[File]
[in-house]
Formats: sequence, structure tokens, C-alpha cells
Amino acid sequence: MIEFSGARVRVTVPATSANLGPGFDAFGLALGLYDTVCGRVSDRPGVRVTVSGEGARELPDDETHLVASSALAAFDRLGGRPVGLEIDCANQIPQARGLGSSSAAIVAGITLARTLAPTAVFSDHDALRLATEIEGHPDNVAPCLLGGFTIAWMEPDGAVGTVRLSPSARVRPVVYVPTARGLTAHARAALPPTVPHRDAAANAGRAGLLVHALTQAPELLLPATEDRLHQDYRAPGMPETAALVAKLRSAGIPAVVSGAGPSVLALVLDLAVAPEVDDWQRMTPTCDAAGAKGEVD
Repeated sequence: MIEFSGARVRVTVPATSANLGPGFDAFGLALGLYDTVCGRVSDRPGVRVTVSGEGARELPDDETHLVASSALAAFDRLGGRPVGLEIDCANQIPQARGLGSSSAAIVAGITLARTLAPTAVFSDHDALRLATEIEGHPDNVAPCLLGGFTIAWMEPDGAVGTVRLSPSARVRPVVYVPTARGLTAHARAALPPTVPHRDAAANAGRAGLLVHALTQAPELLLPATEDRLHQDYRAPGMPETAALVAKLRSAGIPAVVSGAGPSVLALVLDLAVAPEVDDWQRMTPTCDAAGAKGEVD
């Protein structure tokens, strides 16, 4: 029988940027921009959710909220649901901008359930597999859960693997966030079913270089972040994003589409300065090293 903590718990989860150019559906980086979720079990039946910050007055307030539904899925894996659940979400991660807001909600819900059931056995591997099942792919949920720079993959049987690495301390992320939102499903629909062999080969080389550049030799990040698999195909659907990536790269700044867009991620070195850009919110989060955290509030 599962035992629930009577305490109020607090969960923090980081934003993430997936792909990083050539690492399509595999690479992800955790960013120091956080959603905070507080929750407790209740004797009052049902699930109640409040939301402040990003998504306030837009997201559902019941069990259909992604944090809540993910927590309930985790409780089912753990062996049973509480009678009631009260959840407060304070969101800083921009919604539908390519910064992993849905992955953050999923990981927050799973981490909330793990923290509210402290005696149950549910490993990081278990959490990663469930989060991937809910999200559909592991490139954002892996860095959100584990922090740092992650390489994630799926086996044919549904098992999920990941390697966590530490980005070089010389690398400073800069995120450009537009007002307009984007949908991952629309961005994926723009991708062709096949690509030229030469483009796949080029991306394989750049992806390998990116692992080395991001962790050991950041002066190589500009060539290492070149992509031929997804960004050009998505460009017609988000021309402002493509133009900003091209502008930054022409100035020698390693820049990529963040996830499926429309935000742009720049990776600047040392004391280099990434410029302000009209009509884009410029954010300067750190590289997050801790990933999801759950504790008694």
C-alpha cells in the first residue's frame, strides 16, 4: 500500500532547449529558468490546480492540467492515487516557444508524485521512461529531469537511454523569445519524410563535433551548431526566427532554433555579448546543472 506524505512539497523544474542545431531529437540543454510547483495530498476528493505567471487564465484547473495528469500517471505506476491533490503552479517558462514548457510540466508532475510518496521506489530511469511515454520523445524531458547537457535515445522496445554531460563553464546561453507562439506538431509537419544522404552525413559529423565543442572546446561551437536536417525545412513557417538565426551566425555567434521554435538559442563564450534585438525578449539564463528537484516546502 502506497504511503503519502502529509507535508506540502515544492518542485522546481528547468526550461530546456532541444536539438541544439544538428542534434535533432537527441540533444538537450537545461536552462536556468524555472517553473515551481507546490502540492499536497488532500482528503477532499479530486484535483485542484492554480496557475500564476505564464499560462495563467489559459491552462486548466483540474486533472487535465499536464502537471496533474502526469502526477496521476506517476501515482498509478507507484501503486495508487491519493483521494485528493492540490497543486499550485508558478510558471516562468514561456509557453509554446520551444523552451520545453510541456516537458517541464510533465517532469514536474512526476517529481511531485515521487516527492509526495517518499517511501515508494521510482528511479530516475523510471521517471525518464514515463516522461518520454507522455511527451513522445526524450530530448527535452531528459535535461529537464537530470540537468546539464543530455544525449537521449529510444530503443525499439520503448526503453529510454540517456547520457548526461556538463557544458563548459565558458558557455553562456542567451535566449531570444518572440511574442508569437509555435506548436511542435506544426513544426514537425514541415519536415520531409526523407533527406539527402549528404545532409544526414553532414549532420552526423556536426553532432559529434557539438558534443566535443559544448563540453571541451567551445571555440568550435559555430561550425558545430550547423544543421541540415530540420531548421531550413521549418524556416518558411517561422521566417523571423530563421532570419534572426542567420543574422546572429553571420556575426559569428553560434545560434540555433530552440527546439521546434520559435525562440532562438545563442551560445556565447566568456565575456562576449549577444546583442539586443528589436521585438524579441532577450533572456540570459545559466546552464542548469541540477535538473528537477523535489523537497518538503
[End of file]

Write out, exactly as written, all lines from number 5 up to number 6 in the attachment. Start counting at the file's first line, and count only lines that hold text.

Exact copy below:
């Protein structure tokens, strides 16, 4: 029988940027921009959710909220649901901008359930597999859960693997966030079913270089972040994003589409300065090293 903590718990989860150019559906980086979720079990039946910050007055307030539904899925894996659940979400991660807001909600819900059931056995591997099942792919949920720079993959049987690495301390992320939102499903629909062999080969080389550049030799990040698999195909659907990536790269700044867009991620070195850009919110989060955290509030 599962035992629930009577305490109020607090969960923090980081934003993430997936792909990083050539690492399509595999690479992800955790960013120091956080959603905070507080929750407790209740004797009052049902699930109640409040939301402040990003998504306030837009997201559902019941069990259909992604944090809540993910927590309930985790409780089912753990062996049973509480009678009631009260959840407060304070969101800083921009919604539908390519910064992993849905992955953050999923990981927050799973981490909330793990923290509210402290005696149950549910490993990081278990959490990663469930989060991937809910999200559909592991490139954002892996860095959100584990922090740092992650390489994630799926086996044919549904098992999920990941390697966590530490980005070089010389690398400073800069995120450009537009007002307009984007949908991952629309961005994926723009991708062709096949690509030229030469483009796949080029991306394989750049992806390998990116692992080395991001962790050991950041002066190589500009060539290492070149992509031929997804960004050009998505460009017609988000021309402002493509133009900003091209502008930054022409100035020698390693820049990529963040996830499926429309935000742009720049990776600047040392004391280099990434410029302000009209009509884009410029954010300067750190590289997050801790990933999801759950504790008694």
C-alpha cells in the first residue's frame, strides 16, 4: 500500500532547449529558468490546480492540467492515487516557444508524485521512461529531469537511454523569445519524410563535433551548431526566427532554433555579448546543472 506524505512539497523544474542545431531529437540543454510547483495530498476528493505567471487564465484547473495528469500517471505506476491533490503552479517558462514548457510540466508532475510518496521506489530511469511515454520523445524531458547537457535515445522496445554531460563553464546561453507562439506538431509537419544522404552525413559529423565543442572546446561551437536536417525545412513557417538565426551566425555567434521554435538559442563564450534585438525578449539564463528537484516546502 502506497504511503503519502502529509507535508506540502515544492518542485522546481528547468526550461530546456532541444536539438541544439544538428542534434535533432537527441540533444538537450537545461536552462536556468524555472517553473515551481507546490502540492499536497488532500482528503477532499479530486484535483485542484492554480496557475500564476505564464499560462495563467489559459491552462486548466483540474486533472487535465499536464502537471496533474502526469502526477496521476506517476501515482498509478507507484501503486495508487491519493483521494485528493492540490497543486499550485508558478510558471516562468514561456509557453509554446520551444523552451520545453510541456516537458517541464510533465517532469514536474512526476517529481511531485515521487516527492509526495517518499517511501515508494521510482528511479530516475523510471521517471525518464514515463516522461518520454507522455511527451513522445526524450530530448527535452531528459535535461529537464537530470540537468546539464543530455544525449537521449529510444530503443525499439520503448526503453529510454540517456547520457548526461556538463557544458563548459565558458558557455553562456542567451535566449531570444518572440511574442508569437509555435506548436511542435506544426513544426514537425514541415519536415520531409526523407533527406539527402549528404545532409544526414553532414549532420552526423556536426553532432559529434557539438558534443566535443559544448563540453571541451567551445571555440568550435559555430561550425558545430550547423544543421541540415530540420531548421531550413521549418524556416518558411517561422521566417523571423530563421532570419534572426542567420543574422546572429553571420556575426559569428553560434545560434540555433530552440527546439521546434520559435525562440532562438545563442551560445556565447566568456565575456562576449549577444546583442539586443528589436521585438524579441532577450533572456540570459545559466546552464542548469541540477535538473528537477523535489523537497518538503